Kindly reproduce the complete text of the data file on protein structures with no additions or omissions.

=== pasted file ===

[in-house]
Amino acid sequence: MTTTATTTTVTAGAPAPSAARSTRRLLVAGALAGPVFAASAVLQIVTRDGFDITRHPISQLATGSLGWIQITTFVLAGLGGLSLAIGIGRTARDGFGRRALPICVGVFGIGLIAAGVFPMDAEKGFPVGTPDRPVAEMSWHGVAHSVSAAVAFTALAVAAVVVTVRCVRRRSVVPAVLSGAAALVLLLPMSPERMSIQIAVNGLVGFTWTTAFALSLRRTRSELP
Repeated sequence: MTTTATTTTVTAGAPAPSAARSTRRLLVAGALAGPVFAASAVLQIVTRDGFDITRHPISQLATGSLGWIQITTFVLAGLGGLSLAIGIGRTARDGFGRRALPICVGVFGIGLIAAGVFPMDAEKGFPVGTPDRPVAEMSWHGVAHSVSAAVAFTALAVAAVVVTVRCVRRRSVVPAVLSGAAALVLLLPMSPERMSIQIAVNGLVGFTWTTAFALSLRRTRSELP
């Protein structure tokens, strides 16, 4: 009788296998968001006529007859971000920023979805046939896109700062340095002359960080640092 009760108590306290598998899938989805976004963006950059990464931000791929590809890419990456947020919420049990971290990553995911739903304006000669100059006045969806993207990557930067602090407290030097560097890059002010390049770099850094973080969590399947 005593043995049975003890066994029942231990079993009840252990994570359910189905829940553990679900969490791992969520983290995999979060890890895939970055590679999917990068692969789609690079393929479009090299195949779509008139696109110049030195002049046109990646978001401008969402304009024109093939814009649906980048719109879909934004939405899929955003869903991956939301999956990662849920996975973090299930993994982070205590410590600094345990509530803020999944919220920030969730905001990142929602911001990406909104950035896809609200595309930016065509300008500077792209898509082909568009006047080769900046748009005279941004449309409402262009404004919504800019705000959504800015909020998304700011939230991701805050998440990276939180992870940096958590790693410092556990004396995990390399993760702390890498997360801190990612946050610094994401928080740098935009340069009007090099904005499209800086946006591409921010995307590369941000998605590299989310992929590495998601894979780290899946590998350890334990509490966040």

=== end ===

[in-house]
Amino acid sequence: MTTTATTTTVTAGAPAPSAARSTRRLLVAGALAGPVFAASAVLQIVTRDGFDITRHPISQLATGSLGWIQITTFVLAGLGGLSLAIGIGRTARDGFGRRALPICVGVFGIGLIAAGVFPMDAEKGFPVGTPDRPVAEMSWHGVAHSVSAAVAFTALAVAAVVVTVRCVRRRSVVPAVLSGAAALVLLLPMSPERMSIQIAVNGLVGFTWTTAFALSLRRTRSELP
Repeated sequence: MTTTATTTTVTAGAPAPSAARSTRRLLVAGALAGPVFAASAVLQIVTRDGFDITRHPISQLATGSLGWIQITTFVLAGLGGLSLAIGIGRTARDGFGRRALPICVGVFGIGLIAAGVFPMDAEKGFPVGTPDRPVAEMSWHGVAHSVSAAVAFTALAVAAVVVTVRCVRRRSVVPAVLSGAAALVLLLPMSPERMSIQIAVNGLVGFTWTTAFALSLRRTRSELP
């Protein structure tokens, strides 16, 4: 009788296998968001006529007859971000920023979805046939896109700062340095002359960080640092 009760108590306290598998899938989805976004963006950059990464931000791929590809890419990456947020919420049990971290990553995911739903304006000669100059006045969806993207990557930067602090407290030097560097890059002010390049770099850094973080969590399947 005593043995049975003890066994029942231990079993009840252990994570359910189905829940553990679900969490791992969520983290995999979060890890895939970055590679999917990068692969789609690079393929479009090299195949779509008139696109110049030195002049046109990646978001401008969402304009024109093939814009649906980048719109879909934004939405899929955003869903991956939301999956990662849920996975973090299930993994982070205590410590600094345990509530803020999944919220920030969730905001990142929602911001990406909104950035896809609200595309930016065509300008500077792209898509082909568009006047080769900046748009005279941004449309409402262009404004919504800019705000959504800015909020998304700011939230991701805050998440990276939180992870940096958590790693410092556990004396995990390399993760702390890498997360801190990612946050610094994401928080740098935009340069009007090099904005499209800086946006591409921010995307590369941000998605590299989310992929590495998601894979780290899946590998350890334990509490966040």